Young, competent internet-users : a theory-based profile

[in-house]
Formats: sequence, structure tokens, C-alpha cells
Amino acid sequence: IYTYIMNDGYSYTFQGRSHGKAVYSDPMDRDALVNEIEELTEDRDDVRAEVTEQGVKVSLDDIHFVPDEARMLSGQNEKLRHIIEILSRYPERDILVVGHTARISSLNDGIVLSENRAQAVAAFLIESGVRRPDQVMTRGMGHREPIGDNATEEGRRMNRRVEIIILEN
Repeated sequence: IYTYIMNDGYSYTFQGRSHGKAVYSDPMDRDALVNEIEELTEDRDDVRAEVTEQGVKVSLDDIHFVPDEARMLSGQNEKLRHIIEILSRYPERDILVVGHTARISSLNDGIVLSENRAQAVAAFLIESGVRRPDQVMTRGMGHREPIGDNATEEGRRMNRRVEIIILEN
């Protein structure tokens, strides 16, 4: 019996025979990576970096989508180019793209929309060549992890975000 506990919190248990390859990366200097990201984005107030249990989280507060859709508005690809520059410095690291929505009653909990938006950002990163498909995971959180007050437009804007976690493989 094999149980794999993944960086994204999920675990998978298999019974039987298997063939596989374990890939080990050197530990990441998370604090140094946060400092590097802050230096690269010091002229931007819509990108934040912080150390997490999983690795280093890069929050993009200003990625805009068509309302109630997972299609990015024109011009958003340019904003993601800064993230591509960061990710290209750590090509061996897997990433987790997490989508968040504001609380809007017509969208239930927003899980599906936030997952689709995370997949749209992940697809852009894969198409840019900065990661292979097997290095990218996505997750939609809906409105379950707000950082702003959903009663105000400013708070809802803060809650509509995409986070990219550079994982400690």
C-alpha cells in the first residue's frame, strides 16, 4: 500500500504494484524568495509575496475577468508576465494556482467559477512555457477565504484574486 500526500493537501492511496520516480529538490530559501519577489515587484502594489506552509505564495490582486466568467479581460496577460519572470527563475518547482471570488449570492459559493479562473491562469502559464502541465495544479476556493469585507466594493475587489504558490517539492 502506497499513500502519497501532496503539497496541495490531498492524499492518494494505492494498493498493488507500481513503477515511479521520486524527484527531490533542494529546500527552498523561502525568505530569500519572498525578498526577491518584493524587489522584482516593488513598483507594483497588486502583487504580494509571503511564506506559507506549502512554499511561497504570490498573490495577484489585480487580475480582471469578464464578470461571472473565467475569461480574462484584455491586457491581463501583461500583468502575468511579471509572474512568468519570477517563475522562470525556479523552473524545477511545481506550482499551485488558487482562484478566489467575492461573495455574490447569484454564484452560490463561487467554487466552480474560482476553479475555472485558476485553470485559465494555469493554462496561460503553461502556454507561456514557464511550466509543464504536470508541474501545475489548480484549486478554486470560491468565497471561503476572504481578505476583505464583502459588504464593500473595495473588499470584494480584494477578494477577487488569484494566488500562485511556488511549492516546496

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This thesis presents a qualitative case study of the skills and characteristics of five competent Internet users aged between 10 and 13 years as they engage in Internet activities reflective of their day -to-day use of this culturally valued cognitive tool. The thesis focuses on their learning during these activities and describes the educational profiles of these young learners. To uncover and more fully understand the learning experiences of young, competent Internet users an integrated theoretical framework was established. Specifically, relevant components of Situated Cognition, Distributed Cognition and Activity Theory, combined with understandings from several cognitive theories developed my understanding of the Internet -mediated learning environment. This integrated theoretical framework resulted in an Internet -Mediated Learning Model which has enabled a holistic understanding of this complex learning sys tem. This model identifies the three major components making up the Internet -mediated learning system: individual, mediating tool (the Internet) and society, and acknowledges the intertwined relationship between these three elements. The Internet -Mediated Learning Model considers the cognitive processing capabilities and active participation of the individual; the design features and distributive properties of the Internet; and the transmission of social knowledge and participation in local and global communities afforded by Internet -mediated activity. The integrated theoretical framework was also instrumental in the research design of this study. Most importantly, as a result of the theoretical stance underpinning the study it was deemed appropriate to allow the participants to engage in Internet mediated activity which was reflective of their day -to-day use of this tool, that is, authentic activity. The data were collected in two distinct phases using four research methods: questionnaire, observations, think -aloud protocols and follow -up interviews. In the first phase a questionnaire, which included a practical component, was developed to ensure the selection of participants who were competent Internet users. Each participant then chose their own Internet -mediated activity in which to participate. Whilst the participants independently completed this activity they were observed and asked to think -aloud. In the second phase, after analysis of the initial data, a follow -up interview was conducted to further explore some of the issues which emerged from the first phase of data collection. This interview also included a practical component using the Internet. Analysis of the data resulted in a profile of the young, competent Internet -user. This profile revealed learning characteristics and skills of the user captured in three broad areas which, for this study, have been titled: Participant Citizen, Tool -Mediated Citizen and Adaptive Citizen. The Participant Citizen captures the skills and knowledge being developed during Internet -mediated activity which relate to transmission of social knowledge and practices and which enable Internet -users to participate in local and global communities. The Tool -Mediated Citizen uncovers learning related to the design features of the Internet and considers the distributive properties of the tool. The Adapative Citizen reveals learner characteristics which enable Internet -users to manage and negotiate the Internet -mediated environment. Taken together, the Internet -Mediated Learning Model and profile of the young, competent Internet -user provide an in -depth understanding of learning in this unique and complex environment. This study highlights the value in reconsidering the learner skills and characteristics relevant to current and future generations and questioning our application of preconceived notions of learning to the new and relatively unexplored Internet -mediated learning environment.
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